As far back as I can remember I have had difficulty sleeping. I never had a hard time falling asleep. However, I was easily awakened and once awake, it took a while for me to get back to sleep. That all changed about 10 years ago when I began taking a cardiovascular support supplement. I took two doses daily but had to discontinue the morning dose because it made me so sleepy I could barely function. After a little research I found that it was the magnesium it contained that was the culprit. Since then I have done a lot of reading and have become a huge magnesium proponent in my practice. Here’s why.
Magnesium is everywhere. It is the eighth most abundant element, about 2.5 percent, in earth’s crust. It is highly water-soluble and is the third most common element dissolved in sea water. Sodium and chloride, or table salt, are the first two. Magnesium is the center of the chlorophyll molecule which gives plants their green color. Without it plants could not produce food or energy. Any dark green plant is, therefore, a rich source. Magnesium is the fourth most abundant mineral in your body and it is central to all of the energy-forming reactions in every cell. Over 350 enzymatic pathways in humans are dependent on magnesium.
The problem is none of us get enough magnesium. According to National Health and Nutrition Examination Survey (NHANES), 1999–2000, about 60% of US population consumed inadequate dietary magnesium. First of all magnesium is missing from most of our topsoil because of modern farming practices. So, unless you were eating a diet rich in organic food you’re not getting nearly enough. Add to that the fact that there are things that interfere with the absorption of magnesium. Regularly drinking caffeinated beverages, soda or alcohol can cause deficiency. Sodas contain phosphates that attach themselves to the magnesium inside your body, making it unavailable for absorption. The diuretic and mild laxative effects of caffeine in coffee result in the loss of minerals, including magnesium, via the urine and feces. Additionally, the acid present in coffee can erode the villi of the small intestine, reducing its ability to absorb nutrients. Other foods that can hinder magnesium absorption are non-fermentable or insoluble fiber, such as whole grain, bran and seeds and foods that are high in phytates and un-sprouted beans and soy. Of course, that does not mean that you should stay away from these foods all together. A high intake of calcium can cause your kidneys to excrete too much magnesium and can compete for the absorption of magnesium in your gut.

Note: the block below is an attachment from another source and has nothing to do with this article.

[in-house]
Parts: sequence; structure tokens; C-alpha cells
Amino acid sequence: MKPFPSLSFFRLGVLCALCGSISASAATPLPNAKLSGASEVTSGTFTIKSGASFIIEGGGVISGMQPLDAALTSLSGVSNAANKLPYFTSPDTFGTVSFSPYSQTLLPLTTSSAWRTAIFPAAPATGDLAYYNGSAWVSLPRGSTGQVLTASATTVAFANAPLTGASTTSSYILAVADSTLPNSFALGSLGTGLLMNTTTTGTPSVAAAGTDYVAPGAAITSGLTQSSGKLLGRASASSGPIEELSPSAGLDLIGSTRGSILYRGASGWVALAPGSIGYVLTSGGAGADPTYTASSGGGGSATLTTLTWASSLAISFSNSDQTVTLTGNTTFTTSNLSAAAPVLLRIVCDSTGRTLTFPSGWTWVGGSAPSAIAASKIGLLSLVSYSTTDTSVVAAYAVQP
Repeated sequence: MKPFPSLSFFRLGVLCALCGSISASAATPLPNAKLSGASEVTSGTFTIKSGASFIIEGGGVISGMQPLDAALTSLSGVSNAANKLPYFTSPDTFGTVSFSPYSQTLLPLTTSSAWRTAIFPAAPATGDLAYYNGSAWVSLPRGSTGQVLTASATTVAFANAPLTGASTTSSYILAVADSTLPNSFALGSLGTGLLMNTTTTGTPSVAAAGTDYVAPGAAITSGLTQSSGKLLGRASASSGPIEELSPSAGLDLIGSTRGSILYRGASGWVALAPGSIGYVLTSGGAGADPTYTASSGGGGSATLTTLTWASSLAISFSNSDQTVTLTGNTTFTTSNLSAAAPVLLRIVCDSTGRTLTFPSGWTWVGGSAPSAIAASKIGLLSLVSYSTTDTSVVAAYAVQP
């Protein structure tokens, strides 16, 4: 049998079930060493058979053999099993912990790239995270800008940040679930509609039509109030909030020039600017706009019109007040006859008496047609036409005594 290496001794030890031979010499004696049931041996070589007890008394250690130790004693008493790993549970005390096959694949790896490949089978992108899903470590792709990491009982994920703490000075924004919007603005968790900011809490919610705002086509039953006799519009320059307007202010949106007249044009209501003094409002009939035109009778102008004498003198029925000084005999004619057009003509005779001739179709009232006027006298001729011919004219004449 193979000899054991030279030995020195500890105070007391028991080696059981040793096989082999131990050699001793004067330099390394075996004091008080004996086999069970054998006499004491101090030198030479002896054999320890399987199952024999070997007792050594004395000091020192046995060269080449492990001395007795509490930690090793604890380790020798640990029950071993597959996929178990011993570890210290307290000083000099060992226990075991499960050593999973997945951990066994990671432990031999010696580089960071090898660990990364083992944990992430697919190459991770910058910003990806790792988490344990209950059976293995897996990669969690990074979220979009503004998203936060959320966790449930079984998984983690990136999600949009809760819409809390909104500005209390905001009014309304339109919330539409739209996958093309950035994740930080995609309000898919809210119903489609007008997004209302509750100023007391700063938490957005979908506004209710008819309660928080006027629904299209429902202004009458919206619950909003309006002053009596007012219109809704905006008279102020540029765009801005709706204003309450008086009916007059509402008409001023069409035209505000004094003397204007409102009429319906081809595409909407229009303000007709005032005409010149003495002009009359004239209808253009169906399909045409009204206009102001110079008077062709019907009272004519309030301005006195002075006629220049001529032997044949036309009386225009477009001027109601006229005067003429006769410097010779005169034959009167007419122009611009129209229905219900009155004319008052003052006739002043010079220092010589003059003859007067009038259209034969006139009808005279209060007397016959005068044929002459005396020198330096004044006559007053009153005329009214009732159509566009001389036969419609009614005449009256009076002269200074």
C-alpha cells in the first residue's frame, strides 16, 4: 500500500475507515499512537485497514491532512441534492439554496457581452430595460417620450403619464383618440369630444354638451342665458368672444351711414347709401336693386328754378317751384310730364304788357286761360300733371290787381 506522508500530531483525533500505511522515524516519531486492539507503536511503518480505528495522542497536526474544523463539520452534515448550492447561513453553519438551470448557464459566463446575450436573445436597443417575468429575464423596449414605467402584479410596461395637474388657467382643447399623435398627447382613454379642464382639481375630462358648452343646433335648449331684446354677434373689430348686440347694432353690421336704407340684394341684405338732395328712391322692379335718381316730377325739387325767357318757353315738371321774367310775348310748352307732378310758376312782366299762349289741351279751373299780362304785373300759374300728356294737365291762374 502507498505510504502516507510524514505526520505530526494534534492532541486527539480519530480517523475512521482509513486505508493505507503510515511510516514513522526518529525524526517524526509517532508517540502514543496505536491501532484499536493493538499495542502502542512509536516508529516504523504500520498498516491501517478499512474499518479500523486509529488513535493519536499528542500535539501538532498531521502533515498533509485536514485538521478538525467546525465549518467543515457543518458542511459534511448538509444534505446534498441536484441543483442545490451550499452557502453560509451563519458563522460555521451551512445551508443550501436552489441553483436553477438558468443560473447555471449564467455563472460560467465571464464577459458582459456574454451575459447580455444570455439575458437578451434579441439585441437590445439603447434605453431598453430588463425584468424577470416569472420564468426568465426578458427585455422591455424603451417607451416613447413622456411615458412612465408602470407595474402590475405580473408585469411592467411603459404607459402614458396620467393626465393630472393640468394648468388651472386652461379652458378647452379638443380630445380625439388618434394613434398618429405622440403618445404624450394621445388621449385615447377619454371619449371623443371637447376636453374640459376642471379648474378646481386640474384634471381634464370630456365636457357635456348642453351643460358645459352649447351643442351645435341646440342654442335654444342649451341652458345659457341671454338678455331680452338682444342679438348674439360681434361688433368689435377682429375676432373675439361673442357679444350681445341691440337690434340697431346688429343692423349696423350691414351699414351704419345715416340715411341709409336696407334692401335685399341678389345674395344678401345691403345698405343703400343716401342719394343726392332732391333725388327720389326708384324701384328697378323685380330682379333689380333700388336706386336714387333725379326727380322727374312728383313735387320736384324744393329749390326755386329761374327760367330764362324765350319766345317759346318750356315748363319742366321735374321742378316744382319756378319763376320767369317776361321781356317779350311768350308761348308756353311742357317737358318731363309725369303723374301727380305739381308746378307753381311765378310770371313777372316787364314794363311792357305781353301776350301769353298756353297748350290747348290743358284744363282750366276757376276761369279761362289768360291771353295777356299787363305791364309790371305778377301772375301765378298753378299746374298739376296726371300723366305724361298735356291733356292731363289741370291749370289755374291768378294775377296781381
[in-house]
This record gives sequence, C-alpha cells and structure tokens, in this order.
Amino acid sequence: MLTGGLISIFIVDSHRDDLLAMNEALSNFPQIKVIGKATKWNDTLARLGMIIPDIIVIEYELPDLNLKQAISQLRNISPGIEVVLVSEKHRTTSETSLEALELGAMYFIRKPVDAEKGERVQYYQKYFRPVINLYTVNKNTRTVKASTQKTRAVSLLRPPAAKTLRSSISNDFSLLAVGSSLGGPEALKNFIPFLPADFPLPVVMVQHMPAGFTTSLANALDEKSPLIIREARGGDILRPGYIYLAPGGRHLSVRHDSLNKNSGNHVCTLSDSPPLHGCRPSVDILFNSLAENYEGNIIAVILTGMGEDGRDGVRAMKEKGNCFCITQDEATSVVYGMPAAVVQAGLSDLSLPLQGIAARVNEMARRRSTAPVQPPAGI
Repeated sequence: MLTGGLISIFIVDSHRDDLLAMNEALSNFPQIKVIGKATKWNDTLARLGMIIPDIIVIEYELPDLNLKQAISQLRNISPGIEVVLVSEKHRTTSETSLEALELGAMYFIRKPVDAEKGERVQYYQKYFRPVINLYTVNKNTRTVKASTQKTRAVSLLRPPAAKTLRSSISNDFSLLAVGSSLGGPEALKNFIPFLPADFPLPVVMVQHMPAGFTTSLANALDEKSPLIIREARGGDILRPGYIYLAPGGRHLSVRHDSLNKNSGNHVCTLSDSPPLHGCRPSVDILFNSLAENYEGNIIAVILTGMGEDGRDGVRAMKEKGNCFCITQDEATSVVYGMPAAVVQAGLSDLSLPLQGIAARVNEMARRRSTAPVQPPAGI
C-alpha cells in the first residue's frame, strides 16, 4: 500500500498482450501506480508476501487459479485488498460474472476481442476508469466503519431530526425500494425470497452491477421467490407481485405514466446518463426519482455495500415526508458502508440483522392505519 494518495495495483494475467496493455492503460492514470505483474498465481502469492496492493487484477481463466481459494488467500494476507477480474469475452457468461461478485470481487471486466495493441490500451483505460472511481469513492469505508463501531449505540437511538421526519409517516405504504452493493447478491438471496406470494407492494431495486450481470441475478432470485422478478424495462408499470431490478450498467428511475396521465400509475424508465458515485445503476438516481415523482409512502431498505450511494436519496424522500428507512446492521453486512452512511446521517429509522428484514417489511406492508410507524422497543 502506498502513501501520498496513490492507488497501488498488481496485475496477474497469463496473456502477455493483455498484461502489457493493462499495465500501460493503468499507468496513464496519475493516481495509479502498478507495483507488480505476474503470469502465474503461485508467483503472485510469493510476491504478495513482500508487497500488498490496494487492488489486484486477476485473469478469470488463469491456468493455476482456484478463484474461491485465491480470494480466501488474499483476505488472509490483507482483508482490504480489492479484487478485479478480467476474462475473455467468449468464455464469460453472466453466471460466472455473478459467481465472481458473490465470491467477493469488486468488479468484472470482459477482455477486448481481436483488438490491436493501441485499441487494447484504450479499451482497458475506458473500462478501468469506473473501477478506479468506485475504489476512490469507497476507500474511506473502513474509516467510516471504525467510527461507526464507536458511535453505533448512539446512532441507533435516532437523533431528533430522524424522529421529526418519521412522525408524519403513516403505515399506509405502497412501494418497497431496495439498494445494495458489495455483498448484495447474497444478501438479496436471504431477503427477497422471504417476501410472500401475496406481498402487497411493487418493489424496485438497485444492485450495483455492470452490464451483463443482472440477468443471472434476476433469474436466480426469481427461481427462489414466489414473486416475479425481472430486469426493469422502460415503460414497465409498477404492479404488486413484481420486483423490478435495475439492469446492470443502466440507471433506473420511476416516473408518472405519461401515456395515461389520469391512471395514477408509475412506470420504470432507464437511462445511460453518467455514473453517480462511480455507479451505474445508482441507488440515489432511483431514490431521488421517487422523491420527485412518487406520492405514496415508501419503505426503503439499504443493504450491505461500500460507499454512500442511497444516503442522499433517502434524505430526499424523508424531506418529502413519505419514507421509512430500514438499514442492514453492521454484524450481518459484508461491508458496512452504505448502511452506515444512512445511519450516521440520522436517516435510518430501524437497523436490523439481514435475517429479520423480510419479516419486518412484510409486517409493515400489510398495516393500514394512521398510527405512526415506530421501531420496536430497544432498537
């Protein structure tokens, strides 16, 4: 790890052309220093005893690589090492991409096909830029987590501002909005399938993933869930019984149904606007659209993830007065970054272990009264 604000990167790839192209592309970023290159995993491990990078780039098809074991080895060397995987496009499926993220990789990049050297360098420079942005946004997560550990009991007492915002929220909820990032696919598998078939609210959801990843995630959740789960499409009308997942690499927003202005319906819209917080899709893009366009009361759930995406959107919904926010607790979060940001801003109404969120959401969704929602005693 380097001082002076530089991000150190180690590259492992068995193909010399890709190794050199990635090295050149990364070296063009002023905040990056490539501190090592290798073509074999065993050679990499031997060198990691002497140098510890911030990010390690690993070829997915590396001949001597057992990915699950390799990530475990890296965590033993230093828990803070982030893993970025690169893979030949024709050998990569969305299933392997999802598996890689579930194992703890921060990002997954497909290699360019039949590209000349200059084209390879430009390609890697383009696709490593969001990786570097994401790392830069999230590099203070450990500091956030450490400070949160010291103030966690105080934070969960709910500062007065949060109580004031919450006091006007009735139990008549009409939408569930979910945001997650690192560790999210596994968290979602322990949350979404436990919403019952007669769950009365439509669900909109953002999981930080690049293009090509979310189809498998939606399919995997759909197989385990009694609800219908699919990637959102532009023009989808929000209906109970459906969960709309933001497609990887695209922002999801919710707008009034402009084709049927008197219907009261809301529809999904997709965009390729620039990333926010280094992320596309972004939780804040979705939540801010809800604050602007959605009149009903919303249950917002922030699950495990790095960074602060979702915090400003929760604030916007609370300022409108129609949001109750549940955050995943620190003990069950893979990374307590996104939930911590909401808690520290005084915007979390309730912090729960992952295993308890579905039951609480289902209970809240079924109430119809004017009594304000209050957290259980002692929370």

Here are a few good reasons why I push magnesium in my practice. First of all, it’s a great muscle relaxer, whether taken orally or in an Epsom salt bath. Epsom salt is magnesium sulfate. Most people don’t know that magnesium is more easily absorbed through your skin than in your gut. Secondly it helps keep your arteries clean and free from plaque. Laboratory studies in both cell culture and in animals have shown that magnesium blocks the calcification that leads to the atherosclerotic process and cardiovascular disease. For every 50 milligrams of magnesium the test subjects consumed coronary artery calcification was reduced by 22%. The January 2014 Journal of the American College of Cardiology: Cardiovascular Imaging reported that the chances of having any coronary artery calcification were 58% lower in those with the highest magnesium intake. Higher magnesium intake also helps reduce the risk of dangerous heart arrhythmias. A January 2014 report from the Framingham Heart Study found that individuals with the lowest serum magnesium levels were about 50% more likely to develop atrial fibrillation when compared with those who had higher magnesium levels. It can help lower high blood pressure and studies have also shown that magnesium also reduces systemic inflammation that can lead to numerous other degenerative diseases.
So what do I recommend. I tell my patients to take 500 mg of magnesium citrate, a highly bioavailable form, just before going to bed. That’s what I do. Magnesium citrate can cause loose stools in some people. In those cases where GI distress is a problem I generally recommend magnesium glycinate. I suggest taking more than 500 mg a day if you are heavy coffee drinker or if you drink a lot of soda’s.
Here are The Recommended Daily Allowance(RDA) of magnesium. This is the minimum level needed to prevent deficiency symptoms but not necessarily the maximum level you should take. The RDA varies by age and gender.
Children 1 to 3 years: 80mg, Children 4 to 8 years: 130mg,
Children 9 to 13 years: 240mg
Boys 14 to 18: 410mg, Girls 14 to 18: 360mg
Men 19 to 30: 400mg, Men 31 plus: 420mg
Women 19 to 30: 310mg, Women 31 plus: 320mg
Pregnant Women 19 to 30: 350mg,
Pregnant Women 31 plus: 360mg
Very large doses of magnesium in excess of 5000 mg daily over a prolonged period of time can cause toxicity. Signs of toxicity are very low blood pressure, nausea, vomiting, facial flushing, retention of urine, ileus, depression, and lethargy progressing to muscle weakness, difficulty breathing, irregular heartbeat, and cardiac arrest.
There are some people who should not supplement with magnesium.
Contraindications to Magnesium Supplementation
1. Kidney failure. With kidney failure, there is an inability to clear magnesium from the kidneys.
2. Myasthenia gravis. The administration could accentuate muscle relaxation and collapse the respiratory muscles.
3. Excessively slow heart rate. Slow heart rates can be made even slower, as magnesium relaxes the heart. Slow heart rates often require an artificial pacemaker.
4. Bowel obstruction. The main route of elimination of oral magnesium is through the bowel.
5. Certain prescription drugs : some drugs adversely interact with magnesium.
Otherwise healthy people should be supplementing with magnesium daily.